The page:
Mandy said...

If you have to convince yourself why you should say "Yes," then you shouldn't say Yes. Period. And life without you? Even short-term? Well, how could any man stand to live that way?! :-)

Tom Bailey said...

I connected through another blog so this is my first visit.

Opinion not fact to follow:

Being a lawyer is not a bad position to have right now he just needs to focus on finding a job in the right specialty.

Investment banking

Those areas of the law are doing fine. I hope that information helps.

Best regards

A Nerd and A Free Spirit said...

That's a hard decision. Cute blog, by the way. I have two poodles and LOVE them. One is a toy, and one is a standard.

Holding out for what you REALLY want is usually filled with less regret....


Katherine said...

I recently discovered your blog and I LOVE it! You are a brilliant writer and a very funny girl. So glad I found you!

Unknown said...

Oh girl I'm with you! I vote that he wait. My siso was a state prosecutor for many years and made literally nothing. He should hold out for something better and not in the Bronx!

Crystal said...

Thank you all for being so honest!! I think he's got enough "hot drama" to deal with being married to me. I've tallied all your votes and opinions and sent the ballot results to J. ;)

Anonymous said...

I just came across your blog and take a completely different view from most of the others who commented. If your bf got the job at the Bronx DA's Office, he should be thanking his lucky stars. It is no simple feat to become a prosecutor at one of the top DA's offices in the country, especially in this economy where there is a glut of attorneys (esp in NYC-- trust me, I should know) and people are losing jobs left and right. The interview process at DA's Offices in NYC and its boroughs is highly competitive and extremely selective. While working in the Bronx (yes, the Bronx) might sound less than glamorous, the fact that it's the Bronx means that you will get to see a range of crimes and lots of trial experience. Hardly something to sniff at, especially if you are looking for solid courtroom/ litigation experience that you can one day parlay into a private firm job. 3 years of government pay might not sound appealing, but the experience you get as a prosecutor at a reputable office will always be on your resume.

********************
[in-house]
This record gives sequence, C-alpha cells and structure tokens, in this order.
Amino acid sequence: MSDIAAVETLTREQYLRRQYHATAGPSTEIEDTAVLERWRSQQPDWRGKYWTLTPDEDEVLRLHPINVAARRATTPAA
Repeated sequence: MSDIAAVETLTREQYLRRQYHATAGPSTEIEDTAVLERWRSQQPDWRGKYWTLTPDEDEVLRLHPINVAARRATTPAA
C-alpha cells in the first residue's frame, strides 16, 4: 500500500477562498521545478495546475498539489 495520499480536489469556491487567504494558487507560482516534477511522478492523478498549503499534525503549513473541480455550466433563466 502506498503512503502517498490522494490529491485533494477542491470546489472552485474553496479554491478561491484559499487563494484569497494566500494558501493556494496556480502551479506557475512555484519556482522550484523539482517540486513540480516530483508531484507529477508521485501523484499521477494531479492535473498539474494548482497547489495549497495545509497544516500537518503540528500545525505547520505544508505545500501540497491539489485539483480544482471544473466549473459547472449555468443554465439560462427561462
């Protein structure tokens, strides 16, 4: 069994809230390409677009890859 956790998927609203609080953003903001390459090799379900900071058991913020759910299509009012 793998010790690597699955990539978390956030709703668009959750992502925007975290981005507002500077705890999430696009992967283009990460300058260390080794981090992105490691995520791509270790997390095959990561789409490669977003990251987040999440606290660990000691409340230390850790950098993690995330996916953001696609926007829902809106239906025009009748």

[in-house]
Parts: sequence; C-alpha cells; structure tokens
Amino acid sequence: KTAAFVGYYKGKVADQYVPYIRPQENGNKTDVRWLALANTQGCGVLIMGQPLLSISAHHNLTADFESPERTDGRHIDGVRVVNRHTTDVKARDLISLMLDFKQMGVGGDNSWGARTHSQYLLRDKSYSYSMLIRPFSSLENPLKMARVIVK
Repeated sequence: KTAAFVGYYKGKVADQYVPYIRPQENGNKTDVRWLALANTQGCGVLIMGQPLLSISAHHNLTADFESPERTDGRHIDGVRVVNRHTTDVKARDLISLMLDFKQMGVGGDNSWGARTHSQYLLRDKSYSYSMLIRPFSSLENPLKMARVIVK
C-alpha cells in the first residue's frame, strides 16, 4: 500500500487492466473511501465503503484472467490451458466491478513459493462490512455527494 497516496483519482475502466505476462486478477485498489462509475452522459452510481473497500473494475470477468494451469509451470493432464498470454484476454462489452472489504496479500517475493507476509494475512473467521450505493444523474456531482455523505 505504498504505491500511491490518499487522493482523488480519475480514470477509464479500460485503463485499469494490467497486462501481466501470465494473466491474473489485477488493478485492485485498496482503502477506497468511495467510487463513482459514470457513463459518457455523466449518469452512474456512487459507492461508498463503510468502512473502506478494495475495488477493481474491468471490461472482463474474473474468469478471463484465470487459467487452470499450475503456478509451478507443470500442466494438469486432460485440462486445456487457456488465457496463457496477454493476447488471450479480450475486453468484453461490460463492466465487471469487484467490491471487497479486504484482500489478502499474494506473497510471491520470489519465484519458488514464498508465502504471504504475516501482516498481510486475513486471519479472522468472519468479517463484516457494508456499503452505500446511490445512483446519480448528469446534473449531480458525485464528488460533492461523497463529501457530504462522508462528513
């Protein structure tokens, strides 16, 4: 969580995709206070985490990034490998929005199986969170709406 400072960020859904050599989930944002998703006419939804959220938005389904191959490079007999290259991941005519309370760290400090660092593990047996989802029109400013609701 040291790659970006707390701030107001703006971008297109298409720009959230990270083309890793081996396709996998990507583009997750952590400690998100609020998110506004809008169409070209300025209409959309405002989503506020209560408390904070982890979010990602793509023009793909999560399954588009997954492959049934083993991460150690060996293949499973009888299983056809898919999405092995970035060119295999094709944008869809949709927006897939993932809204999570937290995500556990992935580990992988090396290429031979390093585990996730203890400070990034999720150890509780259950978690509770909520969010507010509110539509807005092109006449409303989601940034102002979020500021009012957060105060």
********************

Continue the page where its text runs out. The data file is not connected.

Bottom line: unless your bf went to Harvard, graduated Order of the Coif, and was editor of Harvard Law Review, he should not be so cavalier about this job opportunity. And nor should you.

-NYC Lawyer

Crystal said...

NYC Lawyer -- First of all he's not my bf, he's my husband. And second of all we're both (he especially) well aware of the great experience you get as a litigator working in that Bronx office. It's definitely nothing to be sniffed at. My point is I'm not willing to give up another 3+ years of my life living in an area for a job. And yes, at the end of the day, a job is still a job. It just depends on how bad you want it.

My husband goes to a T14 law school and is highly aware of his choices and how they will affect his career, especially in today's legal market. This post was written from the standpoint of a wife who's tired of moving wherever the next job is, whatever that job may be.

But thanks for your input.